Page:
Joel Osteen Responds to Criticism Over Church’s Response to Harvey

August 30, 2017 Last Updated: August 30, 2017

Houston pastor Joel Osteen disputed that his church—which can hold about 16,000 people—turned away evacuees during Hurricane Harvey.

“(The city) didn’t need us as shelter then,” Osteen told Today. “If we needed to be a shelter, we certainly would’ve been a shelter right when they first asked.

“Once they filled up, they never dreamed that we’d have this many displaced people, (and) they asked us to become a shelter. I think this notion that somehow we would turn people away or we weren’t here for the city is about as false as can be.”

Osteen made the comments after heavy social media criticism on Saturday, with some people saying that he hadn’t offered the church as a shelter for people affected by the storm.

People evacuate by boat from the Hurricane Harvey floodwaters in Houston, Texas August 29, 2017. (Reuters/Rick Wilking)
People evacuate by boat from the Hurricane Harvey floodwaters in Houston, Texas August 29, 2017. (Reuters/Rick Wilking)

Volunteers and officers from the neighborhood security patrol help to rescue residents in the upscale River Oaks neighborhood after it was inundated with flooding from Hurricane Harvey on August 27, 2017 in Houston, Texas. (Scott Olson/Getty Images)
Volunteers and officers from the neighborhood security patrol help to rescue residents in the upscale River Oaks neighborhood after it was inundated with flooding from Hurricane Harvey on August 27, 2017 in Houston, Texas. (Scott Olson/Getty Images)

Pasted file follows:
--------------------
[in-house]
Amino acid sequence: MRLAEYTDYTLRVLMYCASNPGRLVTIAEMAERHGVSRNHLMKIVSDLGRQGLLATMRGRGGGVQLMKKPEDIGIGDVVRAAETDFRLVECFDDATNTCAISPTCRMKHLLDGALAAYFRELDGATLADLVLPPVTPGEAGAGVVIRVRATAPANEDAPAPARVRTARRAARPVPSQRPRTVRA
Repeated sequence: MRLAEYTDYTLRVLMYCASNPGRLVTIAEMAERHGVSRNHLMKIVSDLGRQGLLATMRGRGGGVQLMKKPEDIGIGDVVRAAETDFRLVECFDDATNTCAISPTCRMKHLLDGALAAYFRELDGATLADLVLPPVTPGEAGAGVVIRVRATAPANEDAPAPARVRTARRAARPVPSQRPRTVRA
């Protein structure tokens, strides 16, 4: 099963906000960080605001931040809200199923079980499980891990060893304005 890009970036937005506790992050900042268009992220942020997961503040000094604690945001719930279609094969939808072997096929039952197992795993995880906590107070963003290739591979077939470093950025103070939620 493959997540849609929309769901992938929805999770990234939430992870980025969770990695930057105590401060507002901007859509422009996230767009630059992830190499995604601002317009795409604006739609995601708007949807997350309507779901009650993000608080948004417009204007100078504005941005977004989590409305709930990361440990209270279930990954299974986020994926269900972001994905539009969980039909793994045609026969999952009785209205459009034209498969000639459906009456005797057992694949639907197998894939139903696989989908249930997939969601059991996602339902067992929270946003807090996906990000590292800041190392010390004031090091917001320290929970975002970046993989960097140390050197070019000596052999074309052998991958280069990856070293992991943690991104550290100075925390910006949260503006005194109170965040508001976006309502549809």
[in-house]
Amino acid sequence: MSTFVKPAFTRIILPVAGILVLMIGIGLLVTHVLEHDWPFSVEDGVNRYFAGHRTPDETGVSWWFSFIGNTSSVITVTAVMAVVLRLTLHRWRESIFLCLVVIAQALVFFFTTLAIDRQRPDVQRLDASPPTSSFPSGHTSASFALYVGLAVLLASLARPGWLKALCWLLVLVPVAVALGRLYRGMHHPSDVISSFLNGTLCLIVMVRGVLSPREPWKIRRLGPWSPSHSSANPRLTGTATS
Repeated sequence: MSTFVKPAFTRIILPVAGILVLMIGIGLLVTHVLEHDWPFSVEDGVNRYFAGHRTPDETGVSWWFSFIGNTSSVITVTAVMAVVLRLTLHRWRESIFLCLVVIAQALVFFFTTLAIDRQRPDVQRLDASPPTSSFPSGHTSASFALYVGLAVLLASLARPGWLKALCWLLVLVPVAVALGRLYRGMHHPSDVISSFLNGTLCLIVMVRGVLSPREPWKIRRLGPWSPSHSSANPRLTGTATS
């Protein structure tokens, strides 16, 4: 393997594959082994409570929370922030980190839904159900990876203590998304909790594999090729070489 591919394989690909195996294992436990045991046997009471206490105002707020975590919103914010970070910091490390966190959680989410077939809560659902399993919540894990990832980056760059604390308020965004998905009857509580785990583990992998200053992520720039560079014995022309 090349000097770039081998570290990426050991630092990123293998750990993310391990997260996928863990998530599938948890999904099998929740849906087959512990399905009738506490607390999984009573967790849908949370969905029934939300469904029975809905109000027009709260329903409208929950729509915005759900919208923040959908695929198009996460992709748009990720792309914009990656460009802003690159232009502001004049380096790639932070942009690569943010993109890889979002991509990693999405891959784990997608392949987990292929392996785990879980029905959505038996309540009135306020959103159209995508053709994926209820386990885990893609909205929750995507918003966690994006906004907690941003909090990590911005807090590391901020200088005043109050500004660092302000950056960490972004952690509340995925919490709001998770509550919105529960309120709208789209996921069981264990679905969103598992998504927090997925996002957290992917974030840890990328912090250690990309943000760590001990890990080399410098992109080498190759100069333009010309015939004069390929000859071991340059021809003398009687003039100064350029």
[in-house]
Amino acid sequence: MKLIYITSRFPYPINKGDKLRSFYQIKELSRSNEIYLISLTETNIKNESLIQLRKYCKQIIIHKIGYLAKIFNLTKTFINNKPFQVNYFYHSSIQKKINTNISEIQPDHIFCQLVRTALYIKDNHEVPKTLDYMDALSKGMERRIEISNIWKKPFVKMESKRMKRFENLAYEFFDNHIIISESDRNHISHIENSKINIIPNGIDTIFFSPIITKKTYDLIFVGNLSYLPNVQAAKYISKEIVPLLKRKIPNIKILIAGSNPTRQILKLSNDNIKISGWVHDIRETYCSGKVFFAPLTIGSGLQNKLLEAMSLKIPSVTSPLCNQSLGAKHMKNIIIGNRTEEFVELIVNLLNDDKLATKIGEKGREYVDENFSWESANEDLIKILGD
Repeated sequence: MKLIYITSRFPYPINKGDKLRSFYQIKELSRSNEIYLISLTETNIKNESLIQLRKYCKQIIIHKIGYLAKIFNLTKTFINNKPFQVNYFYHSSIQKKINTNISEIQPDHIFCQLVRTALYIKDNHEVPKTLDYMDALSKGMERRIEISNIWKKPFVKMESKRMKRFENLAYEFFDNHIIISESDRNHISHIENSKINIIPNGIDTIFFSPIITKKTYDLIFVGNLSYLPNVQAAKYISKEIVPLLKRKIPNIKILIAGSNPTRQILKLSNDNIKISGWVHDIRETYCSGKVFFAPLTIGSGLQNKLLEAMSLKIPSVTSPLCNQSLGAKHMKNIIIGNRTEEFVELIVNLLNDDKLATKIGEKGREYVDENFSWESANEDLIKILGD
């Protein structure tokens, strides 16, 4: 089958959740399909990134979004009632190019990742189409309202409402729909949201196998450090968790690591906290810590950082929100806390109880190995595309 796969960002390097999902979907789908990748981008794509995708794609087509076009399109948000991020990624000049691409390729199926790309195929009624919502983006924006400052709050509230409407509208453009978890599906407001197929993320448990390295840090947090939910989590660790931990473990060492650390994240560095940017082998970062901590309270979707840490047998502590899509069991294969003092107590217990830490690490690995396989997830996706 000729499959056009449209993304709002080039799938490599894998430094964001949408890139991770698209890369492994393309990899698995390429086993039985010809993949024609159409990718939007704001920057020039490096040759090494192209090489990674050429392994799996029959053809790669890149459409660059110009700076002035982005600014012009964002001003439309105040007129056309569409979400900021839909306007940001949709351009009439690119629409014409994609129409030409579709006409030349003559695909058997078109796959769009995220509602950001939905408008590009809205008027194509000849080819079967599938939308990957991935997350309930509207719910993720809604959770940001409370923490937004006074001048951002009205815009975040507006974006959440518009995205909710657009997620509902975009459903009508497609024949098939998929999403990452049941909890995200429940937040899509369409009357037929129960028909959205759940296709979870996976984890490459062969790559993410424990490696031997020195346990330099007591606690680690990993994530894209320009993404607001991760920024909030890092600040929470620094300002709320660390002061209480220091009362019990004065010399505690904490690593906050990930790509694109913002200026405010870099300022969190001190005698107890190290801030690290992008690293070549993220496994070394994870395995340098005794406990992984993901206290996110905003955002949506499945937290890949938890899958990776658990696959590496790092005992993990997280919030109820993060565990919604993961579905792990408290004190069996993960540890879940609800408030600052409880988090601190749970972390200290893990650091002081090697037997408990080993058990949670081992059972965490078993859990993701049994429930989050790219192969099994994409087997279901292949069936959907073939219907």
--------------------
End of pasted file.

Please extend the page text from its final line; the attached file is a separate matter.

“Our church doors have always been open,” Osteen told the show. “We took people in right when waters started to recede, which was a day or two after the storm hit.”

Osteen said that the church had also flooded, noting that there were safety issues.

“The fact is that I don’t know that we would’ve opened any sooner because again there were safety issues,” Osteen added. “I think some somehow social media can be very powerful and they can create this false narrative.”

“It’s easy to say, ‘There’s that big building, and they’re not using it,’ but we don’t have volunteers and we don’t have staff that could get here,” he said. “If they would’ve asked us to be a shelter early on, we would’ve prepared for it all.”

People walk down a flooded street as they evacuate their homes after the area was inundated with flooding from Hurricane Harvey  in Houston, Tex., on Aug. 28, 2017. (Joe Raedle/Getty Images)
People walk down a flooded street as they evacuate their homes after the area was inundated with flooding from Hurricane Harvey in Houston, Tex., on Aug. 28, 2017. (Joe Raedle/Getty Images)

Osteen noted that in 2001, his church housed some 3,000 people during Tropical Storm Allison.

“We’ll be here five years from now helping these people, so we feel good about who we are and what we’re doing,” he said.

“They’ll be here for a couple of years with us and that’s just, you know, that’s just pulling out the sheet rock, you know, helping those, especially the elderly, and just being in it for the long haul,” he told ABC News. “That’s the key.”

Osteen added that he and his staff didn’t see the criticism on social media.

“The main thing is social media doesn’t run our lives. We run our ministry, we do what we were called to do, and, hey, everybody that’s making a difference is going to have critics,” Osteen said.

On Sunday, his Lakewood Church wrote on Facebook that it was “inaccessible due to severe flooding.”